The immunity is an outcome of a defense strategy system that ensures the resolution of infection and pathogen clearance aiming to promote a sterilizing condition of the host. However, many pathogens deploy diverse immune evasion tactics in the host in order to establish persistent or chronic infections (1,2). In these cases, the pathogen burden is maintained under control by protective immunity to avoid a worst-case scenario in which host resources would be vanished by the infection in order to guarantee the host viability. Infection control by protective immunity requires the host defense system to build an effective and rapid immune response immediately after the pathogen enters the host (3).
The ability of the immune system to initiate and maintain the control of infections relies on its capacity to recognize not only dominant antigens involved in the protective immunity but also their variants that can arise during pathogen colonization of the hosts (3). In natural infections, modulations of the pathogen antigens exist in a way to subvert the acquisition of acquired immunity. Pathogens can alternate the expression of immunodominant antigens during the acute and latent phases of infection, or even evade the host defense mechanism by mutation in only one amino acid of the presented peptide from those immunodominant antigens in order to completely abrogate pathogen-recognition by the host. These modulations guarantee the perpetuation of pathogens in chronic persistent infections (1,2).
In fact, the modulation of immunodominant antigens has a strong impact on the oligoclonal immune responses that contains a limited number of T cell clonotypes, with lower diversity in epitope recognition (4). This condition is seen in varicella zoster virus (VZV) infections, for instance, which are able to establish latency during infancy and later with increasing age in adults, when the virus can escape from immune control responses in relapse infection episodes. Recent investigations have determined the T cell receptor (TCR) diversity of VZV-specific CD4+ T cells in cohort studies with individuals older than 50 years, including identical twin pairs and unrelated individuals (4).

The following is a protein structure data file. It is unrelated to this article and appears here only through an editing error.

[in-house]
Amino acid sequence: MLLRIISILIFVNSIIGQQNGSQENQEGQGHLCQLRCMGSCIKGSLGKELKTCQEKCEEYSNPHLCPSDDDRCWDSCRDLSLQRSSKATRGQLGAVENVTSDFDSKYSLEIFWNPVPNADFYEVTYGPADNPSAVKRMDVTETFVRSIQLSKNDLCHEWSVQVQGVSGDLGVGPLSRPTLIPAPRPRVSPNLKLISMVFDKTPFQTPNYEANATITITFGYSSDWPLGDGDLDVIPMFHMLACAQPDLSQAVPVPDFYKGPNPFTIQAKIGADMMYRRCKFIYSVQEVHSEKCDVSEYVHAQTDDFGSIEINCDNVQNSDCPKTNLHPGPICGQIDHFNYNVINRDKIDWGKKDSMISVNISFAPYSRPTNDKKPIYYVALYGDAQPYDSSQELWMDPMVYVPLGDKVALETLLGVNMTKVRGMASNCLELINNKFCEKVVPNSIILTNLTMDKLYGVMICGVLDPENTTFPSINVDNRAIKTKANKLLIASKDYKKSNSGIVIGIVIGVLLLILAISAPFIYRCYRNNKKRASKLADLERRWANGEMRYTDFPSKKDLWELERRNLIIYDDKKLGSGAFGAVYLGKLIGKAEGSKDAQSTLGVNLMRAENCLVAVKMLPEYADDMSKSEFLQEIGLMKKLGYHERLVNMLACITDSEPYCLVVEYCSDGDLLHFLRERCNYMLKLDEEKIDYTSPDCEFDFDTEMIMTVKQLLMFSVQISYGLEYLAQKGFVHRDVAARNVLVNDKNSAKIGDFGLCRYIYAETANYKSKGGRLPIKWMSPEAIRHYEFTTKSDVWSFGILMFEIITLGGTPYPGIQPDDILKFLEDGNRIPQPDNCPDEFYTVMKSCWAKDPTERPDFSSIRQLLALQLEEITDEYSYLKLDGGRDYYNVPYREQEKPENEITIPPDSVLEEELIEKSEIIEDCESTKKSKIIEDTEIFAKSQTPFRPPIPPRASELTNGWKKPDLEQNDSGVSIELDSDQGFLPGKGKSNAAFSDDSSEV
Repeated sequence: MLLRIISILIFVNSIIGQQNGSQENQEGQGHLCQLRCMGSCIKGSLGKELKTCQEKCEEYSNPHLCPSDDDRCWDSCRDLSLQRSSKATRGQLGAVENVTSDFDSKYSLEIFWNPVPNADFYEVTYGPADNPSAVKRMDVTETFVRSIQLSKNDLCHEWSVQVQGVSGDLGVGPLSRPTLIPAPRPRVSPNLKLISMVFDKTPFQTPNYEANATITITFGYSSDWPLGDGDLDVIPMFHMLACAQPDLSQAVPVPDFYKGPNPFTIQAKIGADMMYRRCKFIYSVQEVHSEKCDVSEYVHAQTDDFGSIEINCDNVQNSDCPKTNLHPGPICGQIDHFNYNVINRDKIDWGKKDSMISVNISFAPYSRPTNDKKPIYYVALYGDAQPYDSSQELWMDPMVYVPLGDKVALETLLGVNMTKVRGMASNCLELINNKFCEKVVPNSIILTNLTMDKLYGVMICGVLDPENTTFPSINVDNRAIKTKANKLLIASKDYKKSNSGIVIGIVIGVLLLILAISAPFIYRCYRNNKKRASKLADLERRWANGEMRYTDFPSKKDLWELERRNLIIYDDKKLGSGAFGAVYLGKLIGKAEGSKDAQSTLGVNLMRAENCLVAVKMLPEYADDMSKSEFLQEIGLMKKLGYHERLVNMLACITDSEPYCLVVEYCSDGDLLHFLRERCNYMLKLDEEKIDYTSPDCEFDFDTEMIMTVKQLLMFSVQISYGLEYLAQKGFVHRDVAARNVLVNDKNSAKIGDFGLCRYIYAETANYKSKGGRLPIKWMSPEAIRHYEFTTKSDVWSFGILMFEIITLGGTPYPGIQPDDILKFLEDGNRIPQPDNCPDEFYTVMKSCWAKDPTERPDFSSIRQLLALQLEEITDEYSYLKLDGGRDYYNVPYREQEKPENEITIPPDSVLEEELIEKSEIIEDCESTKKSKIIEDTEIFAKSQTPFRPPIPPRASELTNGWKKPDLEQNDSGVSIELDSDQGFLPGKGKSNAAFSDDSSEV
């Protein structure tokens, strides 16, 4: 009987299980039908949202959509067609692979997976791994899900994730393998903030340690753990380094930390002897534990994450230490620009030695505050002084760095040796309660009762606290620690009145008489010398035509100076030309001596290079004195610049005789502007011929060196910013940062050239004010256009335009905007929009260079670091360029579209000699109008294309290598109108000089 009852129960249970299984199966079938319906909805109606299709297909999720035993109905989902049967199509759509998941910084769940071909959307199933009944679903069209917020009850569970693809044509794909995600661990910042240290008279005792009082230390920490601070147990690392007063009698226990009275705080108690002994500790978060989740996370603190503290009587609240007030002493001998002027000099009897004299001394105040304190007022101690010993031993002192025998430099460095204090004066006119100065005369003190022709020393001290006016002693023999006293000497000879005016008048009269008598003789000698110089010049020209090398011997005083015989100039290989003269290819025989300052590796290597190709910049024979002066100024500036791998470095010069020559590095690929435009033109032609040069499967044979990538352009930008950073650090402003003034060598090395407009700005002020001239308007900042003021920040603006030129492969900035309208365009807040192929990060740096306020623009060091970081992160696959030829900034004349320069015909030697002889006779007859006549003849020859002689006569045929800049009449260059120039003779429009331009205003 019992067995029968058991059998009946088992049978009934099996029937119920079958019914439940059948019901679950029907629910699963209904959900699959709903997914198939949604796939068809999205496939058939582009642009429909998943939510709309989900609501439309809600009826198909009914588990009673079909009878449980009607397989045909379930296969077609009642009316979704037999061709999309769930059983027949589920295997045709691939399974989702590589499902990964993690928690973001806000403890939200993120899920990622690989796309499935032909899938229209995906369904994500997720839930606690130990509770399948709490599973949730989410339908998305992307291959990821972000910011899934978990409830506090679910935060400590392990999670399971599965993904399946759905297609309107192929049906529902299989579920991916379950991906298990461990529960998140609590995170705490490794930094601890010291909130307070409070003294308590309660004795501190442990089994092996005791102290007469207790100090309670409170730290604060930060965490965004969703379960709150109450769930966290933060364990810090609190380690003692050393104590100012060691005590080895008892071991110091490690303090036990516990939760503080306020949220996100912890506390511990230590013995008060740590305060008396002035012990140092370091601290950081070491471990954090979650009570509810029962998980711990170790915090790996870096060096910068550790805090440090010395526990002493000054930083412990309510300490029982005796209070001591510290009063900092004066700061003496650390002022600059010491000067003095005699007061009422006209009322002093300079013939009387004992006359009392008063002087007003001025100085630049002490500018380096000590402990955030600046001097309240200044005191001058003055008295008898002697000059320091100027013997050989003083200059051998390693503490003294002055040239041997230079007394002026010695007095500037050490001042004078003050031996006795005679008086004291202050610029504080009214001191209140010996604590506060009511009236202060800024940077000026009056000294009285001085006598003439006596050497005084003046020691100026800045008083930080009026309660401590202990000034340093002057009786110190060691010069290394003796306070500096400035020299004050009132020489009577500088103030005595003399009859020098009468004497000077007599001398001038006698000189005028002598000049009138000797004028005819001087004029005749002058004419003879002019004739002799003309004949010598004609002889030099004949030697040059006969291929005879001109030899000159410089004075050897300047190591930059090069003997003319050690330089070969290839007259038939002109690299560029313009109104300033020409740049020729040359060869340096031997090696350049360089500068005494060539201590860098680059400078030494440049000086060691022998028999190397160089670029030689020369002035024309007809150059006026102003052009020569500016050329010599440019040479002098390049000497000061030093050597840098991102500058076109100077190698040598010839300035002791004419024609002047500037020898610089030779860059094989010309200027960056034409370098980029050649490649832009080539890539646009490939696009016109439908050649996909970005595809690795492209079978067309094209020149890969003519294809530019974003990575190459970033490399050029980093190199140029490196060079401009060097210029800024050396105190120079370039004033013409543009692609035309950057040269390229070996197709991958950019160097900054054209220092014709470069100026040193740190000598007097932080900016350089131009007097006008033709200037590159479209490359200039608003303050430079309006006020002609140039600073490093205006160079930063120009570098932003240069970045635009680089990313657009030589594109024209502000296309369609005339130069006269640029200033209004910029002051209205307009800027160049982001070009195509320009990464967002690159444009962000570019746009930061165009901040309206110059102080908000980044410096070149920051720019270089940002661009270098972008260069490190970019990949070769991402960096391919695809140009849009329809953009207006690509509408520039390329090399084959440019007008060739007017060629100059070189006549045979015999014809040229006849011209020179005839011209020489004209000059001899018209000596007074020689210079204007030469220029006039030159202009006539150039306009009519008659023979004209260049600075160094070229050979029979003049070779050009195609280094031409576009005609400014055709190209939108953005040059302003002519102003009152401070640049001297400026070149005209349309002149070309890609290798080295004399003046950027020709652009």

The analysis of VZV-specific T cell repertoire before and after vaccination with live-attenuated VZV shows that there is no genetic significance in the diversity and selection of dominant T cell clones. However, analysis of T cell repertoire after vaccination in the cohort of individuals has shown an increased ratio of infrequent virus-specific T cell clones. These clonotypes include the VZV-specific T cells recruited from the naïve compartment that in the natural VZV infections would have reduced capacity to compete for growth and viability signals during activation as compared to dominant T cell clones (4).
Importantly, the studies conducted by Cavanagh et al. (4) have shown that vaccination increases the heterogeneity of T cell clonotypes within the repertoire of T cells acting against the virus infection. Although this increase in the repertoire diversification of VZV-specific T cells occurred upon immunization, this event seems not able to influence a rebalance of the clonal dominance characteristic of chronic VZV infections (4). Further studies will be necessary to address the implication of a wide TCR diversity repertoire generation against VZV on the type of T cell subsets and their differentiation programs that ultimately would establish different outcomes in the pathogen-host interplay.
The insufficient increase in clonal T cell diversity characteristic of natural VZV infections may depends on the poor nonmicrobial adjuvanticity needed to initiate broad pathogen-specific adaptive responses. The effect of adjuvants used in booster immunizations would overcome this issue (5). It has yet to be determined whether protective immune responses induced by vaccination tend to be represented by many different clonotypes containing several structurally related TCRs that would either focus their recognition on the same antigen determinant and/or alternatively to a variety of epitope variants from distinct antigens. The generation of a diverse clonotypic repertoire incorporating multiple TCRs with different recognition patterns would easily overcome the antigen variations that may occur in chronic infections thus promoting an effective immunity able to reduce the ability of pathogens to establish a persistent infection.
Funding: This work was supported by grants from Conselho Nacional de Desenvolvimento Científico e Tecnológico do Brasil (CNPq), Fundação de Amparo à Pesquisa do Estado do Rio de Janeiro (FAP ERJ). Alexandre Morrot is recipient of fellowships from CNPq.
Conflicts of Interest: The author has no conflicts of interest to declare.
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